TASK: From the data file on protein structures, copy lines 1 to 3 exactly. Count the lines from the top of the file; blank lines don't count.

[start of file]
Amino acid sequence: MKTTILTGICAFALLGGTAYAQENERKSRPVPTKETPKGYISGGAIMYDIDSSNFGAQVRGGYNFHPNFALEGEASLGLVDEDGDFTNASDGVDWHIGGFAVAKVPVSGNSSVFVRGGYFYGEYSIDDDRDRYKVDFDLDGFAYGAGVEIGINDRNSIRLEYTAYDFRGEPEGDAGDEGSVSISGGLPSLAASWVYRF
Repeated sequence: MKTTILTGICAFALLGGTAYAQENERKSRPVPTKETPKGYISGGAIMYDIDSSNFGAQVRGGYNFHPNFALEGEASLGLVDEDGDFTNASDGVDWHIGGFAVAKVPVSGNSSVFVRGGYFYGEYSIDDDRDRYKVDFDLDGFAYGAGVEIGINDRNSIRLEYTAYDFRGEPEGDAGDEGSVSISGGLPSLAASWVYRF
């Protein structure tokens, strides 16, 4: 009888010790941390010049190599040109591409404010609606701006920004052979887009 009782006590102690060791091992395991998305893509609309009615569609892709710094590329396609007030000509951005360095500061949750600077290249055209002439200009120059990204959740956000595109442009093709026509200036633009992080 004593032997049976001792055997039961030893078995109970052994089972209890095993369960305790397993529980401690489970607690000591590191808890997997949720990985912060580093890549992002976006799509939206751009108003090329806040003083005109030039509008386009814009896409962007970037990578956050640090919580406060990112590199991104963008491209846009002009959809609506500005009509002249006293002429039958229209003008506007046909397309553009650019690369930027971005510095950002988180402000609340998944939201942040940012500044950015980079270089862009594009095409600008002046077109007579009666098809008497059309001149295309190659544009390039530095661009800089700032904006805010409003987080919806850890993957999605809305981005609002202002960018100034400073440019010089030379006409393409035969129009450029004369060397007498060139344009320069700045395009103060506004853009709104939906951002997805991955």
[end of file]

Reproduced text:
Amino acid sequence: MKTTILTGICAFALLGGTAYAQENERKSRPVPTKETPKGYISGGAIMYDIDSSNFGAQVRGGYNFHPNFALEGEASLGLVDEDGDFTNASDGVDWHIGGFAVAKVPVSGNSSVFVRGGYFYGEYSIDDDRDRYKVDFDLDGFAYGAGVEIGINDRNSIRLEYTAYDFRGEPEGDAGDEGSVSISGGLPSLAASWVYRF
Repeated sequence: MKTTILTGICAFALLGGTAYAQENERKSRPVPTKETPKGYISGGAIMYDIDSSNFGAQVRGGYNFHPNFALEGEASLGLVDEDGDFTNASDGVDWHIGGFAVAKVPVSGNSSVFVRGGYFYGEYSIDDDRDRYKVDFDLDGFAYGAGVEIGINDRNSIRLEYTAYDFRGEPEGDAGDEGSVSISGGLPSLAASWVYRF
């Protein structure tokens, strides 16, 4: 009888010790941390010049190599040109591409404010609606701006920004052979887009 009782006590102690060791091992395991998305893509609309009615569609892709710094590329396609007030000509951005360095500061949750600077290249055209002439200009120059990204959740956000595109442009093709026509200036633009992080 004593032997049976001792055997039961030893078995109970052994089972209890095993369960305790397993529980401690489970607690000591590191808890997997949720990985912060580093890549992002976006799509939206751009108003090329806040003083005109030039509008386009814009896409962007970037990578956050640090919580406060990112590199991104963008491209846009002009959809609506500005009509002249006293002429039958229209003008506007046909397309553009650019690369930027971005510095950002988180402000609340998944939201942040940012500044950015980079270089862009594009095409600008002046077109007579009666098809008497059309001149295309190659544009390039530095661009800089700032904006805010409003987080919806850890993957999605809305981005609002202002960018100034400073440019010089030379006409393409035969129009450029004369060397007498060139344009320069700045395009103060506004853009709104939906951002997805991955």